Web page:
Cold Spot owner Bill Smeedy says he doesn't go looking for trouble. He stays out of politics and arguments and tries to just stick with beer and wings, but when MTV came looking to use his restaurant, he said, no.
CHARLESTON, W.Va. -- Bill Smeedy didn't think too much about it when a camera crew approached him in April about using his restaurant, The Cold Spot.
"They said they were doing a documentary for the university," the 61-year-old explained. "It was about struggling college kids and the challenges that face them -- an educational documentary to help, they said."
The crew just needed a space to shoot some video.
"It looked like a good cause to me," Smeedy said. And the kids seemed sort of familiar; he'd seen some of them around for a while.
So he agreed. They could shoot their documentary.
But the television crews weren't shooting a documentary. They were shooting scenes for MTV's "Buckwild."
Smeedy said, "Right away, I started getting reports that what they were doing didn't look like educational stuff."
Dawn Miller, the Cold Spot's long-time bartender, told Smeedy there'd been some kind of altercation. A couple of kids were yelling at each other, and she'd stepped in to see what was going on.
Someone from the crew had told her not to worry. They weren't really fighting. "They're just acting."
They were also talking to some of the other patrons, getting them on camera.
Smeedy brought all this up with his girlfriend, Krista Given.
"He told me he'd given the OK to a film crew making a documentary about college students trying to get educated and their struggles," Given said.
He told her what Miller told him.
"Something didn't sound right," Given said.
She asked Smeedy if it would be OK if she tried to find out a little more about who these people were. Her boyfriend agreed.
"She's much more educated than me. She knows things I don't."
Given went online and did a quick search based on the little Smeedy had told her.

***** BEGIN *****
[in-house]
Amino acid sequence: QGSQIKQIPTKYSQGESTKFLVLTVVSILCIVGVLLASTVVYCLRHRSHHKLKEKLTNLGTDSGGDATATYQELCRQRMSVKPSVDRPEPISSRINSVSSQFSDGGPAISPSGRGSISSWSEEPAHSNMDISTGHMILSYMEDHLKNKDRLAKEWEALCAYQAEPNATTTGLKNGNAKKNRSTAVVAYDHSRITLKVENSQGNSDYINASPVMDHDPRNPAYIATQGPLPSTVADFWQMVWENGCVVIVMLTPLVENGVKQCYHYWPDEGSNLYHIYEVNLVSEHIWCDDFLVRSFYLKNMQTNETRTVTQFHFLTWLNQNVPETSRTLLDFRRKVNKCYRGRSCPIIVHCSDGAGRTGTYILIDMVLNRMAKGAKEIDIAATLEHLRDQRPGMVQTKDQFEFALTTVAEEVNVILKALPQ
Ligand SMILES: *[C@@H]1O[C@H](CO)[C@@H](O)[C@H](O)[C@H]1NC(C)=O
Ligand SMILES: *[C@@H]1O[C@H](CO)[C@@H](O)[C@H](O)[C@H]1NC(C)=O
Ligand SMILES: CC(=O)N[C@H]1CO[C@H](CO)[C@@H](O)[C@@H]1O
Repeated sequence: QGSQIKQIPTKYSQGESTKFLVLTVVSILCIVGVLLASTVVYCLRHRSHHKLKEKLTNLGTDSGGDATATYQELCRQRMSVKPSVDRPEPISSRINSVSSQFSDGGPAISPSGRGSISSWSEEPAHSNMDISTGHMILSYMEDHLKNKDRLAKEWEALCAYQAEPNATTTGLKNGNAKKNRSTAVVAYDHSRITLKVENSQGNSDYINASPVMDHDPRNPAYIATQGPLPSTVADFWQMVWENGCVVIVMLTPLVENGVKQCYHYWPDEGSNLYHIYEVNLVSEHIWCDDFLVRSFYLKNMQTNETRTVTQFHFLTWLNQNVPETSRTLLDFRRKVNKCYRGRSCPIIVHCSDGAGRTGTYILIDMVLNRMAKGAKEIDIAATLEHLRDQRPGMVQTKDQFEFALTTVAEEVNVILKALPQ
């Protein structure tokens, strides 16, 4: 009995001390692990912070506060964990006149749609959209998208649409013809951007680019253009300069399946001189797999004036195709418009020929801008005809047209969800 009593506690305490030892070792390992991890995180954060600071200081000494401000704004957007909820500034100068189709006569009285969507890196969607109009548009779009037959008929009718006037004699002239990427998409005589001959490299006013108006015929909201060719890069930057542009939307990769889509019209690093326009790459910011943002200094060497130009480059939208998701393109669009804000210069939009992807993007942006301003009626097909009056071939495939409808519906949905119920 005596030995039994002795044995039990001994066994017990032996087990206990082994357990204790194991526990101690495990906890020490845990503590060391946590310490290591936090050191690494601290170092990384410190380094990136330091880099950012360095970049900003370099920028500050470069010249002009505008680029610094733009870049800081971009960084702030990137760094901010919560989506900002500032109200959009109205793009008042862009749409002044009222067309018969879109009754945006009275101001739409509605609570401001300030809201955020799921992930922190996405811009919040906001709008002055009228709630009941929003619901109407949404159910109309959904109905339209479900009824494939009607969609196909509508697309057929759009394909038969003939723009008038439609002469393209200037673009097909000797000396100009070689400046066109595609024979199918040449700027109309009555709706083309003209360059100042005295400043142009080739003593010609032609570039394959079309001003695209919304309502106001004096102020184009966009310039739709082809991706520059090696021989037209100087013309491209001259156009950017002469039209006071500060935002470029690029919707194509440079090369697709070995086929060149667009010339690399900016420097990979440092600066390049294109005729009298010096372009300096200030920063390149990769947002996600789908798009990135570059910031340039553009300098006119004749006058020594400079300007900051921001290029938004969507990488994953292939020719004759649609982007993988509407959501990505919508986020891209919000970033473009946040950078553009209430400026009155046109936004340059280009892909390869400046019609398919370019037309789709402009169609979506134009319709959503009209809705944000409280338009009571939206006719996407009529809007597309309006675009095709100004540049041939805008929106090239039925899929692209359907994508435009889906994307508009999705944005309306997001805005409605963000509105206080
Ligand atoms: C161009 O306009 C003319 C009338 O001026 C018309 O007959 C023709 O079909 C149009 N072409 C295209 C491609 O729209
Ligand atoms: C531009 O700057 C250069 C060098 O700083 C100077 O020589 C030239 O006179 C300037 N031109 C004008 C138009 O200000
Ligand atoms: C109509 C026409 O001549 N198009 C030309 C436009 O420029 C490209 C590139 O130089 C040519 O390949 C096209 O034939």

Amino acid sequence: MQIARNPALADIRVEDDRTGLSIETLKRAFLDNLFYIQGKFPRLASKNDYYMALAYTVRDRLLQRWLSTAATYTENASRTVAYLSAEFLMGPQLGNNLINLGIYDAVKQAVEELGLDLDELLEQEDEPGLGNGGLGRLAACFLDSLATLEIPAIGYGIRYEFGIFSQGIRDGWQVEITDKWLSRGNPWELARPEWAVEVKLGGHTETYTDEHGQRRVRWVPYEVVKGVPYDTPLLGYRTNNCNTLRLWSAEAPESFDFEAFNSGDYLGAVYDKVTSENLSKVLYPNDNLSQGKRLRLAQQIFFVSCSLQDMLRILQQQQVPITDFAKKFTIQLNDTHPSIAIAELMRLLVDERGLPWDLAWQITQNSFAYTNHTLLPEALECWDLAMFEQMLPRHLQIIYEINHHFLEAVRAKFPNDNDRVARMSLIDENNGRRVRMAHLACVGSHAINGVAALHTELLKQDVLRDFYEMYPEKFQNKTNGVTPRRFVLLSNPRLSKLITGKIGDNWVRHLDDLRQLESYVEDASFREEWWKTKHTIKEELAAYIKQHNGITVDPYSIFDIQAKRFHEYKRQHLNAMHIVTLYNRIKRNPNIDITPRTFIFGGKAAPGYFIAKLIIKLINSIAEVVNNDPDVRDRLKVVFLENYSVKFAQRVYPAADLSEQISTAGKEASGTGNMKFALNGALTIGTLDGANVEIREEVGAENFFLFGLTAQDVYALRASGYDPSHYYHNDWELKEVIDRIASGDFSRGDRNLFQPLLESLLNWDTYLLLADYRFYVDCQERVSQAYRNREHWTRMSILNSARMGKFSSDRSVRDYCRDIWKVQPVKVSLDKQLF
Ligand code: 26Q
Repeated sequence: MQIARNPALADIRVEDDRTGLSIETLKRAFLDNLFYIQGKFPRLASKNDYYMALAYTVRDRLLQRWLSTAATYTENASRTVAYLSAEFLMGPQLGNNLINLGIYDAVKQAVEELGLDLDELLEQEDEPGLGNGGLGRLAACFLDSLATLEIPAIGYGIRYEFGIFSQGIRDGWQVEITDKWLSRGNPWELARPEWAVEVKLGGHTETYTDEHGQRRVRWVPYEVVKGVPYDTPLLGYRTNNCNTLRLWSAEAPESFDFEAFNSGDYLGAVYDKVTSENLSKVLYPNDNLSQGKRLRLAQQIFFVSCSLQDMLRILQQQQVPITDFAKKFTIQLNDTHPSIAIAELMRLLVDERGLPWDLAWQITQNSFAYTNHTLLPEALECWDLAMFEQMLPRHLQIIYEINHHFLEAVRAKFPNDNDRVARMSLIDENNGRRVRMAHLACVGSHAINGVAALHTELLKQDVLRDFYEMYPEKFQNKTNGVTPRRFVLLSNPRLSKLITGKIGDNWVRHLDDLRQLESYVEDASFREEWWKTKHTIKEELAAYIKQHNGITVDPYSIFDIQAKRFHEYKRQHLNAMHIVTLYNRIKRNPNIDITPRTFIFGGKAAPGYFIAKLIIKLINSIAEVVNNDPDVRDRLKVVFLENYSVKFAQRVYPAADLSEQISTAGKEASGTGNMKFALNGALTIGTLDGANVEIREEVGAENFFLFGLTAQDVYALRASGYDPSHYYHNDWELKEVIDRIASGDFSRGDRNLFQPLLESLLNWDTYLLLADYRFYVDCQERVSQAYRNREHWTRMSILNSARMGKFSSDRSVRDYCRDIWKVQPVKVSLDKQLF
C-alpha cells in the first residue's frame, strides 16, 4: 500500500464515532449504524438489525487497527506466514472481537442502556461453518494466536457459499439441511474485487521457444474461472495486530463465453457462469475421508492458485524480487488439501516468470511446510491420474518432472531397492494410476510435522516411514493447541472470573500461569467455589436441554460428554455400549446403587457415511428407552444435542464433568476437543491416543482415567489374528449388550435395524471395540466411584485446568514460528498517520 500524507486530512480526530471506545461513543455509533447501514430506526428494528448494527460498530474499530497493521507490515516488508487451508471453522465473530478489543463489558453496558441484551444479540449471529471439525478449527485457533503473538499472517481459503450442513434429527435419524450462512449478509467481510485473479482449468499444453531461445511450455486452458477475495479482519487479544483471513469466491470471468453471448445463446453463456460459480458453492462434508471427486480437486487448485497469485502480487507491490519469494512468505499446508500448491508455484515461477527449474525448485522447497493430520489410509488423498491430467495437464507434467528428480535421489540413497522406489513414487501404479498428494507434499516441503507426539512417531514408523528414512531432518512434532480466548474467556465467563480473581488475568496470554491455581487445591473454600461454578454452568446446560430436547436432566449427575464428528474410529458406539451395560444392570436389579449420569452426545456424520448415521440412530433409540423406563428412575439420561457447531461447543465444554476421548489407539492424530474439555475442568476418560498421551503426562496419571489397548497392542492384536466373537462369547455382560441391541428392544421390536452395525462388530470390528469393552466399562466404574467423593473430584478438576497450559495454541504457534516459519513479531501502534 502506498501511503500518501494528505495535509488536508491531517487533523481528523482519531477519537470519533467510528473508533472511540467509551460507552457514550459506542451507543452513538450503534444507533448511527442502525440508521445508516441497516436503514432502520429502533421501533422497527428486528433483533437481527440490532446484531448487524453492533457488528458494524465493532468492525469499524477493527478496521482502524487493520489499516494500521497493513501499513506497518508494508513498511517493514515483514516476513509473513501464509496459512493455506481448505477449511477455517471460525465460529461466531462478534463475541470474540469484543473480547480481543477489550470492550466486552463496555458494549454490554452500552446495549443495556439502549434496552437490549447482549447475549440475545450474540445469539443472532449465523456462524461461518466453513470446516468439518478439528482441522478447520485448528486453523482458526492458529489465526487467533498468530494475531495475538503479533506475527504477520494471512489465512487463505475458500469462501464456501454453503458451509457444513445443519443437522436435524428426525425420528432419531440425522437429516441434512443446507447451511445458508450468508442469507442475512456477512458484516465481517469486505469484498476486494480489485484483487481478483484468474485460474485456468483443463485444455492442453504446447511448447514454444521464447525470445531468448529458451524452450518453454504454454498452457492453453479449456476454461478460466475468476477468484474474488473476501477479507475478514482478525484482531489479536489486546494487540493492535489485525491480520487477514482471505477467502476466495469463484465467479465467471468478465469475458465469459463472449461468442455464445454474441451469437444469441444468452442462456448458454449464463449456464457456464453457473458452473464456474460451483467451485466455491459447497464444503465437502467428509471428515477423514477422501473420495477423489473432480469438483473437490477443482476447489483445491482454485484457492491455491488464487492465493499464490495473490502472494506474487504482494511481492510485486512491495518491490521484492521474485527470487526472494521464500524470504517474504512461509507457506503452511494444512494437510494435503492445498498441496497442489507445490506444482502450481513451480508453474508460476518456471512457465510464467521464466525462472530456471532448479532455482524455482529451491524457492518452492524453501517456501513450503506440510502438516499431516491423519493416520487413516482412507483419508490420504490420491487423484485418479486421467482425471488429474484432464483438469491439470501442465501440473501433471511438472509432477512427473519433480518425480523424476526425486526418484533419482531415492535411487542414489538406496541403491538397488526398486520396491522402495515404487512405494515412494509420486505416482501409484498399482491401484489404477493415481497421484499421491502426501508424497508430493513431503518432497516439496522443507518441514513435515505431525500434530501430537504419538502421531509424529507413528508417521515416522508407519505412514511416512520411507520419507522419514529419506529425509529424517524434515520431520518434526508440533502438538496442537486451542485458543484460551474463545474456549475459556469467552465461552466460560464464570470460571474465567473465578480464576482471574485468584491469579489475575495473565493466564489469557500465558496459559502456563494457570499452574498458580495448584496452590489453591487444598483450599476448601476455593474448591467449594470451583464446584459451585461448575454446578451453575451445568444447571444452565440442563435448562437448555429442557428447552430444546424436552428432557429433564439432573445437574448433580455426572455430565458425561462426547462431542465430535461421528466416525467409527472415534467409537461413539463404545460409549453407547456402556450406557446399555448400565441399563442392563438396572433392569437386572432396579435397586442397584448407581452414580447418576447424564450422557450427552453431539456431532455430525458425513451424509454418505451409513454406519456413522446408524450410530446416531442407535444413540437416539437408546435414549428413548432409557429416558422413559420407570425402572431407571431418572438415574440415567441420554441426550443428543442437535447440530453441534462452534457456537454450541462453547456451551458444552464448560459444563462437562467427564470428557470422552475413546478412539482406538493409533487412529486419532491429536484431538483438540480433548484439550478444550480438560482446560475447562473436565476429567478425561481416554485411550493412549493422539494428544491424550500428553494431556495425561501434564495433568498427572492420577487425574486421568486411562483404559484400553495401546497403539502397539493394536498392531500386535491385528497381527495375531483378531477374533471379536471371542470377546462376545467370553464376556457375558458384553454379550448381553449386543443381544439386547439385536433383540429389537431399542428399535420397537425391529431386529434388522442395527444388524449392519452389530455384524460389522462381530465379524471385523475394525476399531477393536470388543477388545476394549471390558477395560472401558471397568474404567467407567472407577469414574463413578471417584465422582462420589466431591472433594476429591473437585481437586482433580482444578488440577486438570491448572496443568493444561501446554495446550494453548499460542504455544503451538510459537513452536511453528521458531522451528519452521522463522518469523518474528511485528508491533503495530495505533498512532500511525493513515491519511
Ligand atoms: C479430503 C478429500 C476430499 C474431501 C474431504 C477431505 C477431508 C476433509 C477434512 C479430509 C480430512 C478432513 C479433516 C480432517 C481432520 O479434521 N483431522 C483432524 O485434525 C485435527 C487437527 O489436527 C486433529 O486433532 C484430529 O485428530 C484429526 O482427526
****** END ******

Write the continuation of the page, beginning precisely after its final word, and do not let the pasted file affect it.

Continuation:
"Right away, it pulled up a story on Yahoo about 'Buckwild.'"
The article, which included excerpts from a TV Guide article, quoted MTV program head David Janollari, who said, "[The show] is so wholeheartedly not making fun of these kids... they have a great sense of humor, and you're drawn to them and this world."
However, the writer for Yahoo didn't believe that, and neither did Given.
"I thought, 'This is MTV. That's not what they do,'" she said.
Given told her boyfriend, "Don't let them come back, and you've got to tell them not to use the footage they already have."
Smeedy told her, "No, they told me it was all going to be in a positive light."
Given told him there was no way that was what this was.
A few days later, the production company returned with a bigger crew -- "like four or five SUVs full of people," Smeedy said. He stopped them before they unpacked and told them they weren't going to be filming in his restaurant. The producer told him not to worry, that the owner had agreed.
Smeedy told them, "I'm the owner, and you people lied to me."
The producer said, "Let me call California."
Smeedy shrugged. He said he didn't care who they called. They weren't filming at The Cold Spot.
The man made his call and came back with an offer.
"What if we made it worth your while?" he asked. "What if we paid you $2,000?"
Smeedy said he told them, "You misrepresented the deal. I don't know what you're doing, but it's not what you said. You all have to leave, and you can't use the footage you already have."
The producer wanted to reason with him. He told him that they'd brought in people from California for the shoot. They'd spent money on airline tickets, hotel rooms and food.
Smeedy said they told him, "You know, we've been here every day. Our crew comes here and eats your delicious wings and drinks your cold beer. We love this place. We're not going to make it look bad."
Smeedy wouldn't budge. He felt like they'd already done that.
They offered him $5,000.
He still said no.
They asked him what if they gave him more money and shot their scenes outside, in the parking lot.
"I said no, and by then I got real firm with them," Smeedy said. "I used a little bit of foul language and told them to get the hell out now."
Smeedy said he felt turning MTV away was the right thing to do. Born in Brazil and raised in Lebanon, Smeedy said he's a redneck by choice. He started The Cold Spot almost 40 years ago, and the state has been good to him.
"From my understanding, this show doesn't do our people or state justice. I don't want them here."
Given added, "We're not trying to draw attention to the show. We just want local people to know that Bill was deceived, and when it was found out, it was stopped immediately."
A representative from MTV said the network was unaware of Smeedy's story and said, to MTV's knowledge, The Cold Spot will not be featured in the series. The representative also said the producers and cast of "Buckwild" were not available for comment.
Reach Bill Lynch at firstname.lastname@example.org or 304-348-5195.